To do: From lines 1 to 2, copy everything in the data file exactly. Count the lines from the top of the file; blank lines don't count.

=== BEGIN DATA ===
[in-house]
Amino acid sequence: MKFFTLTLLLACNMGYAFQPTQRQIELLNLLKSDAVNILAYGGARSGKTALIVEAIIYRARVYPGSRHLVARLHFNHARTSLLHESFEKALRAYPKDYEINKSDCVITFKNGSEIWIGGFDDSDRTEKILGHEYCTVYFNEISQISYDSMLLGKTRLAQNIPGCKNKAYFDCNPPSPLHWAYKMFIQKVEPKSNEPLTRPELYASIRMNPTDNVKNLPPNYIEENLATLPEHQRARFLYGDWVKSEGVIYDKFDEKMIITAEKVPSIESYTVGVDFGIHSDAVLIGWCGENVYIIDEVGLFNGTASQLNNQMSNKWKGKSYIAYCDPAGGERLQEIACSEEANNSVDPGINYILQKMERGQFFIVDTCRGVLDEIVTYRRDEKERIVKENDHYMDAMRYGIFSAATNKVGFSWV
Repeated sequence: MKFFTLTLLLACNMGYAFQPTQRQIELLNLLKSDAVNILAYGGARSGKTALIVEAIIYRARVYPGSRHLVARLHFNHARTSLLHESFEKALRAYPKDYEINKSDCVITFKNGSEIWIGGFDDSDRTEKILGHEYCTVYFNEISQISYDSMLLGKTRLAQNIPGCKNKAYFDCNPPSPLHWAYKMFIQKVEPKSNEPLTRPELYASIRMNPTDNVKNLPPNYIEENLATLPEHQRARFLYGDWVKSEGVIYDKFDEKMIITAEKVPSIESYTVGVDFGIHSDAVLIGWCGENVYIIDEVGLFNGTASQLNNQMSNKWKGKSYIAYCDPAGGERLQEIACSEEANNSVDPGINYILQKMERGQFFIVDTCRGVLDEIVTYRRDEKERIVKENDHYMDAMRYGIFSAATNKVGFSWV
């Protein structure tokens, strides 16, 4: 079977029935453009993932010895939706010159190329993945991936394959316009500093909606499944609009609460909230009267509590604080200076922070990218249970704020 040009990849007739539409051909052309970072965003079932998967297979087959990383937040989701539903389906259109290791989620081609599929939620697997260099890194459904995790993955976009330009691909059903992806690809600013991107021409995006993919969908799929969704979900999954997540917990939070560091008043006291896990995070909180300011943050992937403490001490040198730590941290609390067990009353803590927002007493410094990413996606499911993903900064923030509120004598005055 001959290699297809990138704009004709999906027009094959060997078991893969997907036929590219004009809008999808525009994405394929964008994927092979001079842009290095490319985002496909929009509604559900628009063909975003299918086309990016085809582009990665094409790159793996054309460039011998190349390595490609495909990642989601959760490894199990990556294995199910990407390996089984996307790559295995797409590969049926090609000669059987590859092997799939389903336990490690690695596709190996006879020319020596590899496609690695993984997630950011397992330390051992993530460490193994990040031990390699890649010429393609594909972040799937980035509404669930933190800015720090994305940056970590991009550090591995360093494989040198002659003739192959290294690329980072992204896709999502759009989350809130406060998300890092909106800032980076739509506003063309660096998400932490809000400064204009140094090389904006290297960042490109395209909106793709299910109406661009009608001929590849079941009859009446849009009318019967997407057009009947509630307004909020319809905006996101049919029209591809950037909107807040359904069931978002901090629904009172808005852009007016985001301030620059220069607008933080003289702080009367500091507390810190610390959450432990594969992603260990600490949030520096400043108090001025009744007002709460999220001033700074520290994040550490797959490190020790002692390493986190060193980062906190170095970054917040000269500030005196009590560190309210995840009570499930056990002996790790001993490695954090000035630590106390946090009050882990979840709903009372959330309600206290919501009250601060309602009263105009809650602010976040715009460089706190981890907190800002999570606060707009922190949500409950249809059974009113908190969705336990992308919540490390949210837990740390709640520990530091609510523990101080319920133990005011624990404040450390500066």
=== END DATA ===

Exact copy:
[in-house]
Amino acid sequence: MKFFTLTLLLACNMGYAFQPTQRQIELLNLLKSDAVNILAYGGARSGKTALIVEAIIYRARVYPGSRHLVARLHFNHARTSLLHESFEKALRAYPKDYEINKSDCVITFKNGSEIWIGGFDDSDRTEKILGHEYCTVYFNEISQISYDSMLLGKTRLAQNIPGCKNKAYFDCNPPSPLHWAYKMFIQKVEPKSNEPLTRPELYASIRMNPTDNVKNLPPNYIEENLATLPEHQRARFLYGDWVKSEGVIYDKFDEKMIITAEKVPSIESYTVGVDFGIHSDAVLIGWCGENVYIIDEVGLFNGTASQLNNQMSNKWKGKSYIAYCDPAGGERLQEIACSEEANNSVDPGINYILQKMERGQFFIVDTCRGVLDEIVTYRRDEKERIVKENDHYMDAMRYGIFSAATNKVGFSWV